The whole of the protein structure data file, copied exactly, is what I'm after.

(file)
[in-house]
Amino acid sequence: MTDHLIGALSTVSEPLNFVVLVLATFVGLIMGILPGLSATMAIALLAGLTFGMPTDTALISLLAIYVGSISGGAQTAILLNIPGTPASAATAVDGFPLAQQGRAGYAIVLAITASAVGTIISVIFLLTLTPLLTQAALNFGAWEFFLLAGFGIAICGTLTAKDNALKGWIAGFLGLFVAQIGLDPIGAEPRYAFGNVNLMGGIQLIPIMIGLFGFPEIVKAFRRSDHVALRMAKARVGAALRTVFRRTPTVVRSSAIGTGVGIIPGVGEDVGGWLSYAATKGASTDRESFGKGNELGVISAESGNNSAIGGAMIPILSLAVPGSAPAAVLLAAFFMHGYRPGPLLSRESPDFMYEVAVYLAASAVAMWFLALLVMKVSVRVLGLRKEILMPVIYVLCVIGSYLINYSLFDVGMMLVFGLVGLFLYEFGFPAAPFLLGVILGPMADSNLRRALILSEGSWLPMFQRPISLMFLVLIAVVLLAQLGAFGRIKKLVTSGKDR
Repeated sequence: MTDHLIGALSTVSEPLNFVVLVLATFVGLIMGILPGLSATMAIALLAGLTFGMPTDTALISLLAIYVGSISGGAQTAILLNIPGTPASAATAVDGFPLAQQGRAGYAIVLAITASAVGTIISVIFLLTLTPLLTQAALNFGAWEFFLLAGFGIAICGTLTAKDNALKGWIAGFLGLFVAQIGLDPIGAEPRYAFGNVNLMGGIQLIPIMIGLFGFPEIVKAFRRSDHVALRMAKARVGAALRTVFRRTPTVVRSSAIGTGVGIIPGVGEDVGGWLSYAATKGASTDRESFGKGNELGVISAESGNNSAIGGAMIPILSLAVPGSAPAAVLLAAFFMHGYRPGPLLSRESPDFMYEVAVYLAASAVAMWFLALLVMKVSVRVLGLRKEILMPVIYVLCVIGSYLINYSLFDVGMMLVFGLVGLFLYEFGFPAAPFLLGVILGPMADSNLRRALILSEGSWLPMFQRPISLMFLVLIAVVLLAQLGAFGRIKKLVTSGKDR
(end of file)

[in-house]
Amino acid sequence: MTDHLIGALSTVSEPLNFVVLVLATFVGLIMGILPGLSATMAIALLAGLTFGMPTDTALISLLAIYVGSISGGAQTAILLNIPGTPASAATAVDGFPLAQQGRAGYAIVLAITASAVGTIISVIFLLTLTPLLTQAALNFGAWEFFLLAGFGIAICGTLTAKDNALKGWIAGFLGLFVAQIGLDPIGAEPRYAFGNVNLMGGIQLIPIMIGLFGFPEIVKAFRRSDHVALRMAKARVGAALRTVFRRTPTVVRSSAIGTGVGIIPGVGEDVGGWLSYAATKGASTDRESFGKGNELGVISAESGNNSAIGGAMIPILSLAVPGSAPAAVLLAAFFMHGYRPGPLLSRESPDFMYEVAVYLAASAVAMWFLALLVMKVSVRVLGLRKEILMPVIYVLCVIGSYLINYSLFDVGMMLVFGLVGLFLYEFGFPAAPFLLGVILGPMADSNLRRALILSEGSWLPMFQRPISLMFLVLIAVVLLAQLGAFGRIKKLVTSGKDR
Repeated sequence: MTDHLIGALSTVSEPLNFVVLVLATFVGLIMGILPGLSATMAIALLAGLTFGMPTDTALISLLAIYVGSISGGAQTAILLNIPGTPASAATAVDGFPLAQQGRAGYAIVLAITASAVGTIISVIFLLTLTPLLTQAALNFGAWEFFLLAGFGIAICGTLTAKDNALKGWIAGFLGLFVAQIGLDPIGAEPRYAFGNVNLMGGIQLIPIMIGLFGFPEIVKAFRRSDHVALRMAKARVGAALRTVFRRTPTVVRSSAIGTGVGIIPGVGEDVGGWLSYAATKGASTDRESFGKGNELGVISAESGNNSAIGGAMIPILSLAVPGSAPAAVLLAAFFMHGYRPGPLLSRESPDFMYEVAVYLAASAVAMWFLALLVMKVSVRVLGLRKEILMPVIYVLCVIGSYLINYSLFDVGMMLVFGLVGLFLYEFGFPAAPFLLGVILGPMADSNLRRALILSEGSWLPMFQRPISLMFLVLIAVVLLAQLGAFGRIKKLVTSGKDR